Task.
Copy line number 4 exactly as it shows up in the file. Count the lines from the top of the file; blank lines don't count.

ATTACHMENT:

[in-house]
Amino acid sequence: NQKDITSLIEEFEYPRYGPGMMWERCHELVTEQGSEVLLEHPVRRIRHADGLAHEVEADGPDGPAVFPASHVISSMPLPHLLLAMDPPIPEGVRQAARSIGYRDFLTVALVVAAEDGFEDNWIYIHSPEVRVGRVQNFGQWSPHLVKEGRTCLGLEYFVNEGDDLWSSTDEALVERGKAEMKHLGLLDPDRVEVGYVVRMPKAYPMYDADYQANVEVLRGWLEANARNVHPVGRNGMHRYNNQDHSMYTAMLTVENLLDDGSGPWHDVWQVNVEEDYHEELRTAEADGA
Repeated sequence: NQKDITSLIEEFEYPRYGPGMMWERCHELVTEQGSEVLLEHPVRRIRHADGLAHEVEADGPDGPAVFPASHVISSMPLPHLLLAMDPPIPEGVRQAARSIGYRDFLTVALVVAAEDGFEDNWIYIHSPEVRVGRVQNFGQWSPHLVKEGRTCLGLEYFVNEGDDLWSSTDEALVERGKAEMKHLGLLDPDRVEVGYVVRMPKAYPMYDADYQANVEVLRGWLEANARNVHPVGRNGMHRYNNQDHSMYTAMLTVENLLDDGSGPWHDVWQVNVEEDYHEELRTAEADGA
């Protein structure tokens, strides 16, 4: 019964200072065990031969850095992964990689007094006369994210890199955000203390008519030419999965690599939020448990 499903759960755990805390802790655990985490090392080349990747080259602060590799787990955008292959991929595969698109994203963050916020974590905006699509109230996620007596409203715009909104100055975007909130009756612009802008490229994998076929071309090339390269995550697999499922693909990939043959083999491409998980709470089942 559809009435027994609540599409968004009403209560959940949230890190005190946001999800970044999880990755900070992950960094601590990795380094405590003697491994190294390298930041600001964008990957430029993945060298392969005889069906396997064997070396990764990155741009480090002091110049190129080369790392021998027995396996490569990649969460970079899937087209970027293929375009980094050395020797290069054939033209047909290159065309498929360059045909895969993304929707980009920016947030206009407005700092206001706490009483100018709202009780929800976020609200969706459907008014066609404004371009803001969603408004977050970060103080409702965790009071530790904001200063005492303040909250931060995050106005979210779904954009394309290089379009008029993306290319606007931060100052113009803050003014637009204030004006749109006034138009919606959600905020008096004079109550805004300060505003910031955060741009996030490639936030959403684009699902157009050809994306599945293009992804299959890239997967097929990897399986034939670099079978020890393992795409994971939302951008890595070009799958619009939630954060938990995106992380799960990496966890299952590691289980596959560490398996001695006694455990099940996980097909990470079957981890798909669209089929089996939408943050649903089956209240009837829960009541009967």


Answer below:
């Protein structure tokens, strides 16, 4: 019964200072065990031969850095992964990689007094006369994210890199955000203390008519030419999965690599939020448990 499903759960755990805390802790655990985490090392080349990747080259602060590799787990955008292959991929595969698109994203963050916020974590905006699509109230996620007596409203715009909104100055975007909130009756612009802008490229994998076929071309090339390269995550697999499922693909990939043959083999491409998980709470089942 559809009435027994609540599409968004009403209560959940949230890190005190946001999800970044999880990755900070992950960094601590990795380094405590003697491994190294390298930041600001964008990957430029993945060298392969005889069906396997064997070396990764990155741009480090002091110049190129080369790392021998027995396996490569990649969460970079899937087209970027293929375009980094050395020797290069054939033209047909290159065309498929360059045909895969993304929707980009920016947030206009407005700092206001706490009483100018709202009780929800976020609200969706459907008014066609404004371009803001969603408004977050970060103080409702965790009071530790904001200063005492303040909250931060995050106005979210779904954009394309290089379009008029993306290319606007931060100052113009803050003014637009204030004006749109006034138009919606959600905020008096004079109550805004300060505003910031955060741009996030490639936030959403684009699902157009050809994306599945293009992804299959890239997967097929990897399986034939670099079978020890393992795409994971939302951008890595070009799958619009939630954060938990995106992380799960990496966890299952590691289980596959560490398996001695006694455990099940996980097909990470079957981890798909669209089929089996939408943050649903089956209240009837829960009541009967």